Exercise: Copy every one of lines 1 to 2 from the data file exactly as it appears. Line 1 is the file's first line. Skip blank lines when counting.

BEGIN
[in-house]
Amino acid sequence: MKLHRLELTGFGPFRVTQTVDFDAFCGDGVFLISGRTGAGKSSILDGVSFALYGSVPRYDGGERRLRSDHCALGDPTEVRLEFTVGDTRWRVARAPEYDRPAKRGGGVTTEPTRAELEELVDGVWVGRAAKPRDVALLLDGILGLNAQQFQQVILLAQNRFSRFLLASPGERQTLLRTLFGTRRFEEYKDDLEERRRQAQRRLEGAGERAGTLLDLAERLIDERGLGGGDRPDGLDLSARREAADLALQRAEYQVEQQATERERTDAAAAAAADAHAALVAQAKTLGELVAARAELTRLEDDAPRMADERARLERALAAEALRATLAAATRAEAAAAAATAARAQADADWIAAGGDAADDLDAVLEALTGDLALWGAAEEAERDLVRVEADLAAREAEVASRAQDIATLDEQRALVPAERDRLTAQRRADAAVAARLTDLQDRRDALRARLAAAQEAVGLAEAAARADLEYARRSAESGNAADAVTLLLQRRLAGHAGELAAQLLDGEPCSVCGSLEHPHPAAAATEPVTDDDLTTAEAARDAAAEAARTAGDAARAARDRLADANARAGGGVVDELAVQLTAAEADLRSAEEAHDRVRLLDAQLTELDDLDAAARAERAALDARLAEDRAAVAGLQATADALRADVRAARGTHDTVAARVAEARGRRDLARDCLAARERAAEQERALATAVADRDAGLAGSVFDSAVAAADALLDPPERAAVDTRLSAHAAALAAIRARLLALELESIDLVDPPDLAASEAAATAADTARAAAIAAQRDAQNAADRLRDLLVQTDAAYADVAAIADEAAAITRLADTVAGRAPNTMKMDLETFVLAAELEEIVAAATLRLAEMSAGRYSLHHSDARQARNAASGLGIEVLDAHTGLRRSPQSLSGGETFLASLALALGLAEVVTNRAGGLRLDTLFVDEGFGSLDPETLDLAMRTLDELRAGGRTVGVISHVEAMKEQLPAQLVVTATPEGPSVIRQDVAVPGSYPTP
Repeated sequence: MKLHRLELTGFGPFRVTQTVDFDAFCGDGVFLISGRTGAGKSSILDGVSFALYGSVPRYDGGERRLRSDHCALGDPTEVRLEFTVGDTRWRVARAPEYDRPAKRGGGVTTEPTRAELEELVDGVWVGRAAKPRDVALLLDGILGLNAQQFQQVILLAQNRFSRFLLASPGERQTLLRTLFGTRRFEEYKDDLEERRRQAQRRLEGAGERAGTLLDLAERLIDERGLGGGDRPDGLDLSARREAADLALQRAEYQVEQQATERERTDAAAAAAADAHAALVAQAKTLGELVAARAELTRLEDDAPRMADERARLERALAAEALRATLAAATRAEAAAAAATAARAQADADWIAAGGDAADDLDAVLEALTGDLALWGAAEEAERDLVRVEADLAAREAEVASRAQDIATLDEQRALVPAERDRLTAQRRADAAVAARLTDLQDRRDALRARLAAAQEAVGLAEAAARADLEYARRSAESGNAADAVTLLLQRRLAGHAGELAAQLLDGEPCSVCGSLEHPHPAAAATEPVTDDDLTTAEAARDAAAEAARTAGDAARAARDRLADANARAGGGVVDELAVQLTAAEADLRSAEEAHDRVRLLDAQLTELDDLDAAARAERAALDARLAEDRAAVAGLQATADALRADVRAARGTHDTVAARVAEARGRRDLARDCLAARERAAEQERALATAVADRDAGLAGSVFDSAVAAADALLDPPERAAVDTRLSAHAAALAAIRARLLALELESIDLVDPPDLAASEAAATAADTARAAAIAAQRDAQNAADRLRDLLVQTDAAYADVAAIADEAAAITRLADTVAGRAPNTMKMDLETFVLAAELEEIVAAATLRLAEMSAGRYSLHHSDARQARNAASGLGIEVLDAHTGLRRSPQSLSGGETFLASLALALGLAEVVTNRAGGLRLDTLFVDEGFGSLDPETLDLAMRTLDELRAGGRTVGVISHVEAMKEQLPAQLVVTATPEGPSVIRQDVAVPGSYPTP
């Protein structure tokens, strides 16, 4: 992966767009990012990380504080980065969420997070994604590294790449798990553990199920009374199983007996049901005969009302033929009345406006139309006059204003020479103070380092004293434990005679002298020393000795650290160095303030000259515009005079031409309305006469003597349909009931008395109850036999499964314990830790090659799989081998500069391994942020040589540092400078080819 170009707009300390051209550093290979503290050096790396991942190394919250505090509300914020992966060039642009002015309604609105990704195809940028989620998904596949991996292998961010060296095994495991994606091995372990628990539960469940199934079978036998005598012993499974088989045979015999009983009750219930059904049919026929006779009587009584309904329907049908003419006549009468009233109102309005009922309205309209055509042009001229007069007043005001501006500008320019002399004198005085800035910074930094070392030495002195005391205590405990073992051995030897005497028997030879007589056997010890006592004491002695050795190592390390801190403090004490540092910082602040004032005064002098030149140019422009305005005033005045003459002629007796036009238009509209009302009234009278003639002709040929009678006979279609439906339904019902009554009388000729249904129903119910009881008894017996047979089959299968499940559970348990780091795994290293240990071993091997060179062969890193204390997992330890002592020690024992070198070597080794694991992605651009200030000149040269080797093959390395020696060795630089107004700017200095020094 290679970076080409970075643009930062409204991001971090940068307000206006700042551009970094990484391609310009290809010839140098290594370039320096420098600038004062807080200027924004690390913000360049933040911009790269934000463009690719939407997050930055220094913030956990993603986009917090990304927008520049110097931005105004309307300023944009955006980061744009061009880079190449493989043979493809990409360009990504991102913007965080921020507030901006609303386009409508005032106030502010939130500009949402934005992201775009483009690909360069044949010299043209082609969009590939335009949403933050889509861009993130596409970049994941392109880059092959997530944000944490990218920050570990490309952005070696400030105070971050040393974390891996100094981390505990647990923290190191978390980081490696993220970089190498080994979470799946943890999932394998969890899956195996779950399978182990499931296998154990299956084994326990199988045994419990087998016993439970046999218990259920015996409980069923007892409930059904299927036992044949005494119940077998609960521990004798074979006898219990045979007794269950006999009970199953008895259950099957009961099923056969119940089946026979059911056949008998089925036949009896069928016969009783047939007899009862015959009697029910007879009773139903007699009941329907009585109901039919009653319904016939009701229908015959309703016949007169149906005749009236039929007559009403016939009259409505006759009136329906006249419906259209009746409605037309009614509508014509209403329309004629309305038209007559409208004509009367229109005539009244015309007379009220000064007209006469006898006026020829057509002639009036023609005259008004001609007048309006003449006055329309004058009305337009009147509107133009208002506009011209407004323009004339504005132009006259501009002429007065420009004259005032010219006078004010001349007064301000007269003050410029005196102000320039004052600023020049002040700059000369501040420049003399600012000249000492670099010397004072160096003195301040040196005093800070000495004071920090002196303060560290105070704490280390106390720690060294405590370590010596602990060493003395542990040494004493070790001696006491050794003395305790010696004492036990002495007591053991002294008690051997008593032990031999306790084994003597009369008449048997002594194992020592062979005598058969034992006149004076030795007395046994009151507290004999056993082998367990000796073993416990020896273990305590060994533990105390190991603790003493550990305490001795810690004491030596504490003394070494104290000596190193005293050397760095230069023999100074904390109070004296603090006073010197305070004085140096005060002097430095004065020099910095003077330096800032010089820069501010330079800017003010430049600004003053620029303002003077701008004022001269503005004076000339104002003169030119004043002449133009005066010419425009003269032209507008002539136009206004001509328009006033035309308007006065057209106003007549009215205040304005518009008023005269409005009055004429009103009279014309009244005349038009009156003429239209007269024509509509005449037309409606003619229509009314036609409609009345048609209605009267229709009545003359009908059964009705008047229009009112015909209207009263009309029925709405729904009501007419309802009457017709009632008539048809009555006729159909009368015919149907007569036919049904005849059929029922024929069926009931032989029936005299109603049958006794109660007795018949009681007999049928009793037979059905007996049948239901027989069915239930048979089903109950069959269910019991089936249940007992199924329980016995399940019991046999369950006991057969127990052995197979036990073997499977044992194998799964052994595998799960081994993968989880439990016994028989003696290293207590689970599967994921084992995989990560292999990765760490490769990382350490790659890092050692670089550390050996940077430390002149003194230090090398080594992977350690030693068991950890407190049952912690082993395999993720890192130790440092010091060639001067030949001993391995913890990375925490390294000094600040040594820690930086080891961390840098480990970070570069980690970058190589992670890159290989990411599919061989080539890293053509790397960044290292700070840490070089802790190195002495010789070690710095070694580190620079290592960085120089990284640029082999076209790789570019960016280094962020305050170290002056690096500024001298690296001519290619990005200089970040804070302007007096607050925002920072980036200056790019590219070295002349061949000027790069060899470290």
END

[in-house]
Amino acid sequence: MKLHRLELTGFGPFRVTQTVDFDAFCGDGVFLISGRTGAGKSSILDGVSFALYGSVPRYDGGERRLRSDHCALGDPTEVRLEFTVGDTRWRVARAPEYDRPAKRGGGVTTEPTRAELEELVDGVWVGRAAKPRDVALLLDGILGLNAQQFQQVILLAQNRFSRFLLASPGERQTLLRTLFGTRRFEEYKDDLEERRRQAQRRLEGAGERAGTLLDLAERLIDERGLGGGDRPDGLDLSARREAADLALQRAEYQVEQQATERERTDAAAAAAADAHAALVAQAKTLGELVAARAELTRLEDDAPRMADERARLERALAAEALRATLAAATRAEAAAAAATAARAQADADWIAAGGDAADDLDAVLEALTGDLALWGAAEEAERDLVRVEADLAAREAEVASRAQDIATLDEQRALVPAERDRLTAQRRADAAVAARLTDLQDRRDALRARLAAAQEAVGLAEAAARADLEYARRSAESGNAADAVTLLLQRRLAGHAGELAAQLLDGEPCSVCGSLEHPHPAAAATEPVTDDDLTTAEAARDAAAEAARTAGDAARAARDRLADANARAGGGVVDELAVQLTAAEADLRSAEEAHDRVRLLDAQLTELDDLDAAARAERAALDARLAEDRAAVAGLQATADALRADVRAARGTHDTVAARVAEARGRRDLARDCLAARERAAEQERALATAVADRDAGLAGSVFDSAVAAADALLDPPERAAVDTRLSAHAAALAAIRARLLALELESIDLVDPPDLAASEAAATAADTARAAAIAAQRDAQNAADRLRDLLVQTDAAYADVAAIADEAAAITRLADTVAGRAPNTMKMDLETFVLAAELEEIVAAATLRLAEMSAGRYSLHHSDARQARNAASGLGIEVLDAHTGLRRSPQSLSGGETFLASLALALGLAEVVTNRAGGLRLDTLFVDEGFGSLDPETLDLAMRTLDELRAGGRTVGVISHVEAMKEQLPAQLVVTATPEGPSVIRQDVAVPGSYPTP